WHAT IS IT: The 5.0-liter V-8 bigger brother of the standard Genesis sedan.
Bigger, as in 429 horses vs. the stock Genesis’ 375hp, 4.6-liter V-8. For two grand more you’re not just buying a motor. There’s also an R-tuned suspension, which translates as weightier feeling steering, and greatly reduced lean into corners. The R-Spec is fast, and an eight-speed transmission helps keep the muscle coursing through the rear wheels as it bombs to 60 mph (and well beyond) in just a little more than five seconds.
|STATS||Starting Retail Price||As Tested Price||HP / Lb-Ft|
|2013 Hyundai Genesis 5.0 R-Spec||$46,800||$47,695||429/376|
|EPA Rating MPG||As Tested MPG|
|Rating: BUY IT!||16/25|
If you’re waiting for a but, you won’t really get to one. Or not a full-throated one, anyway. This car is a steal; the sticker on our loaded tester came to $46,800 and you’re left wanting absolutely nothing in the way of options. The leather seats are as comfortable as any German car might offer, the fronts are heated and cooled, and the rears get their own heat and air controls and as much or more knee room as you’ll find in more expensive alternatives (with the same muscle) in the Audi A6, Benz E-Class or BMW 5 series.
WHAT’S BEST: As a long-haul mileage eater, or a car for entertaining clients, or a family car with far lower than Euro-parts costs for repairs, the Genesis R-Spec makes a ton of sense. It’s comfortable, but not squishy; don’t think boat, think composed and quiet, but very fast, and plenty stable enough for 80 mph interstate blasts. And, yes, it’ll bust loose around freshly blacktopped country lanes, though it feels like it’s holding its breath, girding for the job. Pound through corners and you feel the car’s size, the special 19-inch 45R rubber clawing for purchase.
IS THAT OKAY? Yes. Because while Hyundai would probably like to think its 5.0 R-Spec is a rival to supercharged Audis and V-8 Benzes, if it has real competition it comes from Japan, and in particular from Lexus’s rebooted F-Sport GS.
Oh, sure, there’s nearly two inches of additional legroom in the second row of the Genesis, and the Hyundai also cruises around with over 100 extra horses under the hood, but the Lexus scoots to 60 mph nearly as quickly and even the AWD F-Sport gets 19/26 fuel economy vs. just 16/25 for the R-Spec.
Really, the reason why the comparison holds up is because Lexus is truly a viable target for this Hyundai, a stupendous achievement by a carmaker that just a half decade ago was hardly taken seriously by any industry watcher.
WHAT’S NOT TO LOVE? Some of what’s here, however, isn’t Lexus-like. True, the interior trim is well executed; there are zero gaps in fit, and although austere you could accuse BMW and Mercedes of the same sin (and to a lesser extent, Audi as well).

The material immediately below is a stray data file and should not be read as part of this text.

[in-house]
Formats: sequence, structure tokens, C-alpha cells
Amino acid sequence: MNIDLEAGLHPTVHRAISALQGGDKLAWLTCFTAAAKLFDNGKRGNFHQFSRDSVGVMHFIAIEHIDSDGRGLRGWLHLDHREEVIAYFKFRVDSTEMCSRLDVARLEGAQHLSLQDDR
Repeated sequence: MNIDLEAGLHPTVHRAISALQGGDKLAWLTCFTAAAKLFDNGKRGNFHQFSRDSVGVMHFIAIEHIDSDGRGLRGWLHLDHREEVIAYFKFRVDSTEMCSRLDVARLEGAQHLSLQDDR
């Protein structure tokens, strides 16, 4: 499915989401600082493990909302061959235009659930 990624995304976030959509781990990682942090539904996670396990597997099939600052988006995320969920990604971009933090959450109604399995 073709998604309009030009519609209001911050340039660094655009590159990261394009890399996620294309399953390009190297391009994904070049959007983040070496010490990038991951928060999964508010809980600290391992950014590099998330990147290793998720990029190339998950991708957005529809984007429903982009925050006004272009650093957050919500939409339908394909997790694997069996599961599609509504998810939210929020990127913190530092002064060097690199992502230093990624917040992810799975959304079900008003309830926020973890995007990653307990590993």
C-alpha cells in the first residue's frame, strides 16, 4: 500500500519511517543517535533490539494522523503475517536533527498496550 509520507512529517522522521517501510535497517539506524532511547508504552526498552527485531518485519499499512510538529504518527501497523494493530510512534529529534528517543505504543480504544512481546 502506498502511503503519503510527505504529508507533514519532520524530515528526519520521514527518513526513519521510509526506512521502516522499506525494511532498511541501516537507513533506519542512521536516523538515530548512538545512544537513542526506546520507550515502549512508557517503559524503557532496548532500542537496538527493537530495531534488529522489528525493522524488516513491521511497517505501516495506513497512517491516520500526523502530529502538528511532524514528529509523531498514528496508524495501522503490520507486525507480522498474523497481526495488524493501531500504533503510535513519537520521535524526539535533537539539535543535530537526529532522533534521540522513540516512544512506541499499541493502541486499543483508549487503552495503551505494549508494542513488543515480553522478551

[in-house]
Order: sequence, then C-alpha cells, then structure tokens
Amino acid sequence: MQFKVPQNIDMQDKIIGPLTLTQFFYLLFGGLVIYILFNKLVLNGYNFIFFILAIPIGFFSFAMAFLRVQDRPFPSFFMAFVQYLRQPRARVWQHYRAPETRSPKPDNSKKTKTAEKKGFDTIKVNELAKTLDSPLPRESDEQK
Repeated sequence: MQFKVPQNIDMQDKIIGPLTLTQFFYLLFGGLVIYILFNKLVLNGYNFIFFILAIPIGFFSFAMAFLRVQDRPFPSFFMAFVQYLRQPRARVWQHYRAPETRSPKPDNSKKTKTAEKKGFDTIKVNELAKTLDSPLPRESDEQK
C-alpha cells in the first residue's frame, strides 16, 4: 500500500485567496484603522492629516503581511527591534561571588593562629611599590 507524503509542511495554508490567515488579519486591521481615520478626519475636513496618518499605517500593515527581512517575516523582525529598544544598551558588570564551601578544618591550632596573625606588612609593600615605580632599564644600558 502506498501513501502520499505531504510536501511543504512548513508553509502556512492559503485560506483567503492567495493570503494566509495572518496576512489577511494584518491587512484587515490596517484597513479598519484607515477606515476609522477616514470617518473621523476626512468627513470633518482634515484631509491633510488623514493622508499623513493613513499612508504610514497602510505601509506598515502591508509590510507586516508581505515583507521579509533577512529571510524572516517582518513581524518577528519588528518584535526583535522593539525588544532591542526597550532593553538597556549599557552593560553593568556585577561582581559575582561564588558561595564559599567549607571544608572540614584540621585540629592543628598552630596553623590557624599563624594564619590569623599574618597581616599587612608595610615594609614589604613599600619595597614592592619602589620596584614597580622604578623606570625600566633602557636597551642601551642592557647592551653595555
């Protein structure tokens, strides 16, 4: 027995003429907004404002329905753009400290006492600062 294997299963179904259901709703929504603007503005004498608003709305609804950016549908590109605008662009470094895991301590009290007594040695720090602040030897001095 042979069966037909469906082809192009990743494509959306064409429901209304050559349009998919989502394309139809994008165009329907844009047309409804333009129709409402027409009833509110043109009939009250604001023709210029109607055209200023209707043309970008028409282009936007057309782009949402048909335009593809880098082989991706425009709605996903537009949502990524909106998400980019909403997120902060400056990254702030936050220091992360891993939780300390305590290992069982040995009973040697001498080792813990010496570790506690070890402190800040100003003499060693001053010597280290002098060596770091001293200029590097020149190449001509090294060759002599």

But where you’ve seen Audi, Lexus, Acura and even Infiniti take reasonably strong steps toward reducing the button clutter of their instrument panels there are over 30 buttons, toggles and dials in the central waterfall of switches between driver and front passenger. This doesn’t count the steering wheel controls, door controls, and yet more switches adjacent to the driver’s left knee.
All might be forgiven if the mouselike dial in the center console operated intuitively and bypassed additional toggling, selecting, and not looking at the deer standing 200 yards down the road in your lane…. But alas that’s not the case. You can (and should) use voice commands to keep your eyes up, and off the nav screen. Just say “FM” or “satellite” to switch the incoming audio source (piped through a fairly great 17-speaker sound system by the way).
Speaking of operations that could go more smoothly, and eight-speed autobox is a pretty remarkable device, but this one’s slow to upshift. On the highway cruising at 75 mph we had to toggle over to manual mode repeatedly to have it finally grab the lower-rpm final cog, and in said sport setting (remember this is the sportier R-Spec machine) it will unfortunately upshift at redline rather than hold that gear and bounce it off the rev limiter as you’d hope.
None of these are unforgivable sins, however. As I’ve said, this car’s natural target is to poach potential Lexus, or possibly Infiniti or Acura intenders — and boast Audi A8 rear seat legroom for a more than $20,000 discount.
All of those targets are nailed. Handily. If there’s anything left to wonder it’s whether, when they’re good and ready, will Hyundai be able to chase the Germans, too. I’d say, don’t dare bet against them.
On the TFLcar scale of:
- Buy it!
- Lease it!
- Rent it!
- … or Forget it!
I give the 2013 Hyundai Genesis 5.0 R-Spec a Buy It!
Here’s video of the 2012 Genesis 3.8-liter